Tiny Georgia has become the front line in West-Russia tensions for the past month. It began at the NATO Bucharest Summit in early April, when NATO members rebuked immediate progress toward full NATO membership for Georgia, due largely to protests from Russia – while nonetheless promising future membership. In the month since Bucharest, Russia-Georgia relations have spiraled quickly. Multiple Georgian unmanned aircraft are claimed to have been shot down over the breakaway region of Abkhazia, though disinformation (i.e. – blatant lies) coming from Russia, Georgia, Abkhazia, or all three, have blurred the facts. Russia has also deepened ties with Georgia’s separatist regions of Abkhazia and South Ossetia, and increased its number of “peace-keepers” there despite protests from the EU and NATO. At the same time, Russia is accusing Georgia of preparing an invasion into Abkhazia, and Georgia has pulled out of an air-defense treaty with Russia.
While both Russia and Georgia are contributing to escalating tensions, Russia undoubtedly initiated the latest downturn as a response to Georgia’s bid for NATO membership.
As argued by Jens F. Laurson and George A. Pieler in Forbes :
Unfortunately, Vladimir Putin may have read NATO’s deferral as a signal to make his move on Georgia unchecked… reinventing the Soviet empire bit by bit clearly remains an active Putin project.
In this increasingly hostile environment, Georgia is playing a risky game: much smaller than its imposing former-imperial master Russia, Georgia is acting much like the small kid in the playground who decides to stand up to the school bully, because he expects (or at least hopes) his big brother will back him up. Georgia has made no secret of its dependency on Western protection.
Georgian Vice-Prime-Minister Giorgi Baramidze is quoted by the EU Observer:
“If, God forbid, things go wrong, it would not only destabilise Georgia, but the whole of Europe.” However, he warned that Europe and the West were facing a “moment of truth” in their ability “to protect democracies, no matter how small and fragile they are. “The formal position of the EU and NATO has been taken and now it is time to act accordingly, using all diplomatic, political and legal levers.”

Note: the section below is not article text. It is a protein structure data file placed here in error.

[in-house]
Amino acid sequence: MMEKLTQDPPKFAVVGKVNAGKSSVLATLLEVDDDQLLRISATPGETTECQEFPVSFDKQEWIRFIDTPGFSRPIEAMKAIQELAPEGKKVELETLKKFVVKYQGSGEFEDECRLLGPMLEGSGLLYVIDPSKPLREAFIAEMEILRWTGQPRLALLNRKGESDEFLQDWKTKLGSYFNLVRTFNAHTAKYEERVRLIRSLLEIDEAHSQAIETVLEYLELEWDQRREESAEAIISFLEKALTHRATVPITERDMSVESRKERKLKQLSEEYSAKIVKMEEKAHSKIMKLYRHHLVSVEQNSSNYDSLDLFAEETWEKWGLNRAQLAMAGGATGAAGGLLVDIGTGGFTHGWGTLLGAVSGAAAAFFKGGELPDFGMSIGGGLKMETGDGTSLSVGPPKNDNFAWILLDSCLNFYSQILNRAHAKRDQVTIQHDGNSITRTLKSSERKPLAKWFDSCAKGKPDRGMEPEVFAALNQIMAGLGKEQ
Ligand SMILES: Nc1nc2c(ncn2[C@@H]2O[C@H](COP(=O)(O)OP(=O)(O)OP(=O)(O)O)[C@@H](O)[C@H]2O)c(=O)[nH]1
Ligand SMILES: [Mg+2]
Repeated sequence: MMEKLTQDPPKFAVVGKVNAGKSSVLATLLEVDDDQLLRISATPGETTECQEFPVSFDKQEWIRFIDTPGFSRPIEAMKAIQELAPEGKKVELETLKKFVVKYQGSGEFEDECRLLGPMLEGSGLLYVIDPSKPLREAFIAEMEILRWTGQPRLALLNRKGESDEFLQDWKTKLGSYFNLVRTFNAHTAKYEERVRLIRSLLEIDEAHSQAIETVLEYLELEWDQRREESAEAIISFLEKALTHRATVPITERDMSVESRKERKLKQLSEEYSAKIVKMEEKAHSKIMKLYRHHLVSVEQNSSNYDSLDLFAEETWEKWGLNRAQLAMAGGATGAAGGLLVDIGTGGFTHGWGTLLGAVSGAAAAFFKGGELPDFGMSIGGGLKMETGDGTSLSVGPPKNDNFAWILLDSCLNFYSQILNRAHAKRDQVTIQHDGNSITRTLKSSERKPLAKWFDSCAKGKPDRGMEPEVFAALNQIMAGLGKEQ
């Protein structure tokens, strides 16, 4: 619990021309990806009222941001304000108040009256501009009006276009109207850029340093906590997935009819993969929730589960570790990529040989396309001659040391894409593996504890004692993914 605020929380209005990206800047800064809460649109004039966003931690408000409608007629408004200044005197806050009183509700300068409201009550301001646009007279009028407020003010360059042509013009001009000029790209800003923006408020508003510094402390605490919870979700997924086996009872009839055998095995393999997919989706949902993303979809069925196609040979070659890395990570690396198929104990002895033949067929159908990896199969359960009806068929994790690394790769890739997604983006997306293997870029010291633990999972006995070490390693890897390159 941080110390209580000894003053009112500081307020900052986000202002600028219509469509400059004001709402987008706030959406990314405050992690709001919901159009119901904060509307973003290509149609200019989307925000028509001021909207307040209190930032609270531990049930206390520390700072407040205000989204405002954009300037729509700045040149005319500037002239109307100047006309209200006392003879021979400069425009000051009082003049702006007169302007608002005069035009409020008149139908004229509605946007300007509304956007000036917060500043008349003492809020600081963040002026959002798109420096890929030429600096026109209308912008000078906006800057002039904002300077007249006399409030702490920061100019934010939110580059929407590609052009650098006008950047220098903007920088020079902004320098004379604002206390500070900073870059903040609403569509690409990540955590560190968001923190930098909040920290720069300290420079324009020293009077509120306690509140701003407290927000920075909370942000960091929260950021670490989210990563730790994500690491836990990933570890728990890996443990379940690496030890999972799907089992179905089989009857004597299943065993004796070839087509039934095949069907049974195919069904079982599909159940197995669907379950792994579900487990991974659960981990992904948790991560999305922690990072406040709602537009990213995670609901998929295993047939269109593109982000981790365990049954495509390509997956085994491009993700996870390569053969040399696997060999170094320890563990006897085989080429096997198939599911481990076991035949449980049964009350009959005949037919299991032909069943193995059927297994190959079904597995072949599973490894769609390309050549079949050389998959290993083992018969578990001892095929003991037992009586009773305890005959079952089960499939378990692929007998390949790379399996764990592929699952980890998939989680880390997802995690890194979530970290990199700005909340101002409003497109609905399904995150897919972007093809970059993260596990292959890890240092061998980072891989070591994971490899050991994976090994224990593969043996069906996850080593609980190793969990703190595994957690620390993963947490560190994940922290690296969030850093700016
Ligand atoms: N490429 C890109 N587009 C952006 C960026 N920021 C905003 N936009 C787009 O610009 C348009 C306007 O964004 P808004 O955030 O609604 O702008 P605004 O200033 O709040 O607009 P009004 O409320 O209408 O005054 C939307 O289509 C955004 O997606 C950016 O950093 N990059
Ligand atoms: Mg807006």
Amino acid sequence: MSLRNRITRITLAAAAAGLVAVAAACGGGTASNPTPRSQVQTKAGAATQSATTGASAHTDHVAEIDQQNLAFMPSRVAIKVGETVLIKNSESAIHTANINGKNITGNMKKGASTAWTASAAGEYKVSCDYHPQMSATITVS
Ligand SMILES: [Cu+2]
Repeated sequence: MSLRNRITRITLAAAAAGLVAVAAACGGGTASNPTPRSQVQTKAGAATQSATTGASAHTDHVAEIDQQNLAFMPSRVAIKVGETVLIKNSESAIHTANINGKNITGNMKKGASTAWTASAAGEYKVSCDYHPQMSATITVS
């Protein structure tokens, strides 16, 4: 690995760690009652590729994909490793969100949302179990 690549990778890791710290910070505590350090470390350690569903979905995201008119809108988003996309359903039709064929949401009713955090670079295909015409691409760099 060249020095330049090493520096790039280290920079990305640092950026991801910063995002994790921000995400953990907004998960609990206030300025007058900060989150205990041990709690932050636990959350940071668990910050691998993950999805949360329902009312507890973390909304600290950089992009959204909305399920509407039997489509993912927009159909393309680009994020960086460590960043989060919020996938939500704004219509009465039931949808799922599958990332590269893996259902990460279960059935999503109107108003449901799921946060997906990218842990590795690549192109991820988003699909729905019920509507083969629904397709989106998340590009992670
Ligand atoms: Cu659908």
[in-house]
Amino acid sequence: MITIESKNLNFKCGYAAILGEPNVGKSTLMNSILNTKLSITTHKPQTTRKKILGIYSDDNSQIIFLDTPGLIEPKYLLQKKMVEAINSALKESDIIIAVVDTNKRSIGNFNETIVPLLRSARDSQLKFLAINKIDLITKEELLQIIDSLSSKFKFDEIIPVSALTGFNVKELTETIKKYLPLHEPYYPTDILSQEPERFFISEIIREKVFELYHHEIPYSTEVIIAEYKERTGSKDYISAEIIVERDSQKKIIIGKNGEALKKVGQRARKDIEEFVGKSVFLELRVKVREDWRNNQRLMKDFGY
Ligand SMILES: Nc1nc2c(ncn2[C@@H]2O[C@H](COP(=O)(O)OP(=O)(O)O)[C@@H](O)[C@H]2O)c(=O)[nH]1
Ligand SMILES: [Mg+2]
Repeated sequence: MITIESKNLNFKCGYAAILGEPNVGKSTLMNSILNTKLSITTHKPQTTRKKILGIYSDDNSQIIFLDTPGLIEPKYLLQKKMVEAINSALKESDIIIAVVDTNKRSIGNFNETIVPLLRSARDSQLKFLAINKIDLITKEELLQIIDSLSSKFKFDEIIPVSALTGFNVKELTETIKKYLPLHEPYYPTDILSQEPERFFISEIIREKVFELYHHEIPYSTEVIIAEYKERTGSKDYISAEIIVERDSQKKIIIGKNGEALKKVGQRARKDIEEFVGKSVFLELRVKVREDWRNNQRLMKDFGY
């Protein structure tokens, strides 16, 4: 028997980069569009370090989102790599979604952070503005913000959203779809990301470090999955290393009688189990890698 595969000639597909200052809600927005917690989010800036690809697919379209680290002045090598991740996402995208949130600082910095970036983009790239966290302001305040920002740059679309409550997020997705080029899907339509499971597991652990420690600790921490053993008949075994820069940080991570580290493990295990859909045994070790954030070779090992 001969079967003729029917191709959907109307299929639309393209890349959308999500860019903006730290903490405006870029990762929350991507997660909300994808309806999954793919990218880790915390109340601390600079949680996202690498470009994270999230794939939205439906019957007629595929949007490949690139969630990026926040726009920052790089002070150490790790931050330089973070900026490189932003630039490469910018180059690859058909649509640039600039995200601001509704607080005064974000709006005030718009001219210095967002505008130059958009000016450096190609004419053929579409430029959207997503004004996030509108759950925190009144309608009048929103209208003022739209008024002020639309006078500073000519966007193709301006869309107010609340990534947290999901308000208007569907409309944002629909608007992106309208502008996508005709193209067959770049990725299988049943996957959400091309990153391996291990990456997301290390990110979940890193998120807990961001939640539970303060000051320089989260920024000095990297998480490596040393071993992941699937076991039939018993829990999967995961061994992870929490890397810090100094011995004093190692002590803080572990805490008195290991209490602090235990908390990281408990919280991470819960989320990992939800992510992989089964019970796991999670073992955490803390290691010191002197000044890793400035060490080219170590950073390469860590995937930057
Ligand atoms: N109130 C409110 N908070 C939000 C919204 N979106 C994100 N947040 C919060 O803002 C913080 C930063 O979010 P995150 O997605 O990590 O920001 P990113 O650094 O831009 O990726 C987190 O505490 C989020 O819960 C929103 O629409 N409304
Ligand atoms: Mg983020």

Given Georgia has little leverage over Russia, its desperate pleas for Western support are well placed, as pointed out by the Wall Street Journal:
Renewed fighting in Abkhazia is a win-win for Russia. Georgia would be outgunned in any direct confrontation with Russian forces. It can’t count on support from Europe. And any hot conflict would impair Georgia’s chances of joining NATO.
The big question is, will Europe and the US come to Georgia’s aid?
Perhaps Georgia’s strategic location, on a key westward route for Caspian Sea oil and gas riches, will keep the West backing it. More details on Georgia’s strategic significance are provided in an audio interview by the Economist, with Alexandros Petersen of the Brussels-based Caspian Europe Center.
While the EU and NATO have chosen to support Georgia in rhetoric, it is hard to say how the West will respond if the dispute turns violent – and this has important implications for whether or not NATO should be so eager to take in Georgia as a full Ally. As Laurson and and Pieler note in the same Forbes article from above:
NATO has value not unlike a marriage vow. In bad times, the partners can’t run off quite so easily. Granting this need (or plausible rationale) for NATO, the expansion to Georgia and Ukraine–put off for now, but a forgone conclusion–should be settled by the question of original importance: Would we, were these states attacked in some way, be willing to put everything on the line in defending it?
Kyle Atwell, of the Atlantic Review, published this post on Blogactiv as part of a media partnership .Blogactiv Team